Emergency preparedness orders flooded the Northeast on Thursday as cities and states with a massive portion of the American population and centers of both its government and financial industry braced for a storm that New Jersey Gov. Chris Christie warned could be as bad as Superstorm Sandy.
That storm, just a few weeks shy of three years ago, hit large sections of the Atlantic seaboard, killing nearly 300.
Now it’s Joaquin, which surged from a Category 2 storm on Wednesday to a Category 4 on Thursday and now is projected to hit the area that includes both Washington, D.C., and New York City early Monday.
The National Hurricane Center already is warning of “extreme” danger from sustained winds of nearly 130 miles an hour.
As it crossed the Bahamas as a Class 3, the storm scattered cruise vessels, and in advance of its arrival, events such as biplane shows, football games, zombie fests and chili cook-offs were canceled across the Northeast.
WND reported William Koenig, author of the 2004 book “Eye to Eye: Facing the Consequences of Dividing Israel,” which documented the concurrence of punishing hurricanes when the U.S. or the world turned against Israel, found significance in the timing of Joaquin.
On Wednesday, the United Nations raised the Palestinian flag for the first time, and Palestinian leader Mahmoud Abbas announced Palestinians will no longer abide by the Oslo Accords.
Mike Smith, a senior vice president at Accuweather, made the pending danger simple to understand: “There is going to be catastrophic flooding from North Carolina to Massachusetts, and this is going to disrupt the economy regardless of whether or not Hurricane Joaquin makes landfall.”
He warned that people “from the Carolinas to New Jersey, the New York City area, Cape Cod and as far inland as Washington, D.C., Baltimore and Philadelphia should keep a close eye on Joaquin.”
The New York Times said North Carolina Gov. Pat McCrory ordered state agencies to prepare for flooding, anticipating rain totals of up to 20 inches.
Virginia Gov. Terry McAuliffe, New York Gov. Andrew Cuomo and Maryland Gov. Larry Hogan also have declared a state of emergency.
South Carolina’s emergency management division was distributing hurricane guides.
“There’s a lot of uncertainty in the forecasts from the National Hurricane Center,” Director Kim Stenson said. “We are preparing for the possibility that this storm could affect South Carolina, we’re asking residents to do the same.”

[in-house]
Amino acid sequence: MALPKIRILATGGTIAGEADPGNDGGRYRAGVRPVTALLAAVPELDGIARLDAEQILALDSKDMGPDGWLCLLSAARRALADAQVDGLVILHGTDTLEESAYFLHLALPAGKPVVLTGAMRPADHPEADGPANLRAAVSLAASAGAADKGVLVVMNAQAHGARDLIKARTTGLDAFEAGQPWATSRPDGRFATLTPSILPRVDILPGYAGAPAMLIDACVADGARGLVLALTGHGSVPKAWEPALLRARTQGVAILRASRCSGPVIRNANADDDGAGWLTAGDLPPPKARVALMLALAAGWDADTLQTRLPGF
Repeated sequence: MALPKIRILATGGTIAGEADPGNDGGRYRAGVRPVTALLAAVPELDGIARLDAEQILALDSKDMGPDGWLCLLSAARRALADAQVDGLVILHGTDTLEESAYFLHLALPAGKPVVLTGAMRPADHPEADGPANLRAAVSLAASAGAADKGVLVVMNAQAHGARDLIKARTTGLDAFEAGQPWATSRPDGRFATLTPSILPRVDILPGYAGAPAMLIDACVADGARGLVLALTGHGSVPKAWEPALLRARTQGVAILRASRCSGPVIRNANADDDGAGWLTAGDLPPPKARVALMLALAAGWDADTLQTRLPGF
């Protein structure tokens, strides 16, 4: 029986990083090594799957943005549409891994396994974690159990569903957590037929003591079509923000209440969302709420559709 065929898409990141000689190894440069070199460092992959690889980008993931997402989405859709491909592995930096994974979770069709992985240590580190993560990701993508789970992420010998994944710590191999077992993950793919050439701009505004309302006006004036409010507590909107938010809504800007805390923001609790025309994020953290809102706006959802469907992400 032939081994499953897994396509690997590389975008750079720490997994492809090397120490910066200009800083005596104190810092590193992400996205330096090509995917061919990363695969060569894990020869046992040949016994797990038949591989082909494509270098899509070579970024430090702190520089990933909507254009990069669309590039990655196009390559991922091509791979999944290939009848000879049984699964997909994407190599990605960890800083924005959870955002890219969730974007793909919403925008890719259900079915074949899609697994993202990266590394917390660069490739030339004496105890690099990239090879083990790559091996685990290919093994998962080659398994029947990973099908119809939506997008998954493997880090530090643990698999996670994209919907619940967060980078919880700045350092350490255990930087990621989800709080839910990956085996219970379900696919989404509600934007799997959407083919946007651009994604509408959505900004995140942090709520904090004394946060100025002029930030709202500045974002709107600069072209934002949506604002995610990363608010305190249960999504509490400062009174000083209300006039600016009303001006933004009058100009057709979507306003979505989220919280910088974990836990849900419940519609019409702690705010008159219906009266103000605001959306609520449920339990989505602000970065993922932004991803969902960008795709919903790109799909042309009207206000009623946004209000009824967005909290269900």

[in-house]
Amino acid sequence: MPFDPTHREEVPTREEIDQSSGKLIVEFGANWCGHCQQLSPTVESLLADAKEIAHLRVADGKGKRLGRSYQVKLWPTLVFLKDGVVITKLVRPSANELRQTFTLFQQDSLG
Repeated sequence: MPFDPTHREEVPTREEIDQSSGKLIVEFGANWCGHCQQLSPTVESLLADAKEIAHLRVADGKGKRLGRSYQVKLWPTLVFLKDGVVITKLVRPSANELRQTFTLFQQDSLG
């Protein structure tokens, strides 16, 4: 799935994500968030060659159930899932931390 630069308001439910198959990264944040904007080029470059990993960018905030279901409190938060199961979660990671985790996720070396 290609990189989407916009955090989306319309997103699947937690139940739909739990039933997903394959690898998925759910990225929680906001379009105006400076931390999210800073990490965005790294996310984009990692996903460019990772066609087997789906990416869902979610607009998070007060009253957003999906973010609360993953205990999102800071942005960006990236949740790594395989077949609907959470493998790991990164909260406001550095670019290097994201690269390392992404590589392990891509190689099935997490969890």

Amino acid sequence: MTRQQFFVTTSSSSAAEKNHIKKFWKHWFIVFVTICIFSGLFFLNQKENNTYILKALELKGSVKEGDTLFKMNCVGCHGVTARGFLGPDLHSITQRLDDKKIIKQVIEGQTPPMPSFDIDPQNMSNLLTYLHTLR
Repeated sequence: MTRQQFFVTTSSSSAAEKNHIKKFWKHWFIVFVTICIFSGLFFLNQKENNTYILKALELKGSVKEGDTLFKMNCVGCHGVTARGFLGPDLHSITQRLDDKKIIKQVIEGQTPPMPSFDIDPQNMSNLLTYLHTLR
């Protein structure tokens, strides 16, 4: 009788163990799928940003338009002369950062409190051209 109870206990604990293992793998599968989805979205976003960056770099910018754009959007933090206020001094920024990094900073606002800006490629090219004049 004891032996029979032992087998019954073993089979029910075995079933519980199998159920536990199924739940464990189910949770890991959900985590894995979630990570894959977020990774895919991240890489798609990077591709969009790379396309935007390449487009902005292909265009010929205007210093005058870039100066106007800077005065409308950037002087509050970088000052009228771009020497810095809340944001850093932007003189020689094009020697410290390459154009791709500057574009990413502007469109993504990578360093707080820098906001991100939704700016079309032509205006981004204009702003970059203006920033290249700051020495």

The Delaware Emergency Management Agency was watching developments, the Times reported.
Richard Flinn Jr., the chief of Pennsylvania’s Emergency Management Agency, said, “We are several days away from any impact from Hurricane Joaquin, but we’re expecting more rain this weekend so if you live in a flood-prone area, get ready.”
Maryland also was getting mobilized, officials said.
ABC reported the entire state of New Jersey was under one flood advisory or another.
And the report said AccuWeather was looking at the possibility of another storm developing immediately on the heels of Joaquin.
The New York Times noted the path of the storm may change, a statement supported by the National Hurricane Center.
In a statement, the center said, “The range of possible outcomes is still large.”
Koenig, as WND reported Thursday, noted the storm “became Hurricane Joaquin as Russia’s Foreign Minister Sergey Lavrov was preparing to host a U.N. Security Council meeting on Israeli-Palestinian peace efforts, as the issue took center stage at the U.N. ahead of a Palestine flag-raising and speech by Palestinian leader Mahmoud Abbas to the United Nations General Assembly calling for Palestine to be established.”
He pointed out the name, Joaquin, in Hebrew has the literal meaning “lifted by Yahweh” or “established by Yahweh,” Koenig said.
Jehoiakim was one of the last kings of Judah in the Old Testament.
Koenig said that in researching for his book, he found that “when the U.S. or another nation applies pressure on Israel to divide its covenant land, given by God to Abraham and his descendants, there are enormous record-setting storms and/or events that correspond.”
To name a few examples: The Perfect Storm, the terror events at the World Trade Center and the Pentagon on Sept. 11, 2001, Hurricane Katrina and 85 other record-setting events since the Madrid “land for peace” Conference convened in late October 1991.
Time warned that even if the hurricane turns and doesn’t make landfall, the U.S. still could be hit with heavy rain and flooding.
NBC reported out of Washington that some store shelves already were empty on Thursday as residents stocked up on supplies.
GOP presidential candidate Donald Trump canceled a Virginia Beach rally.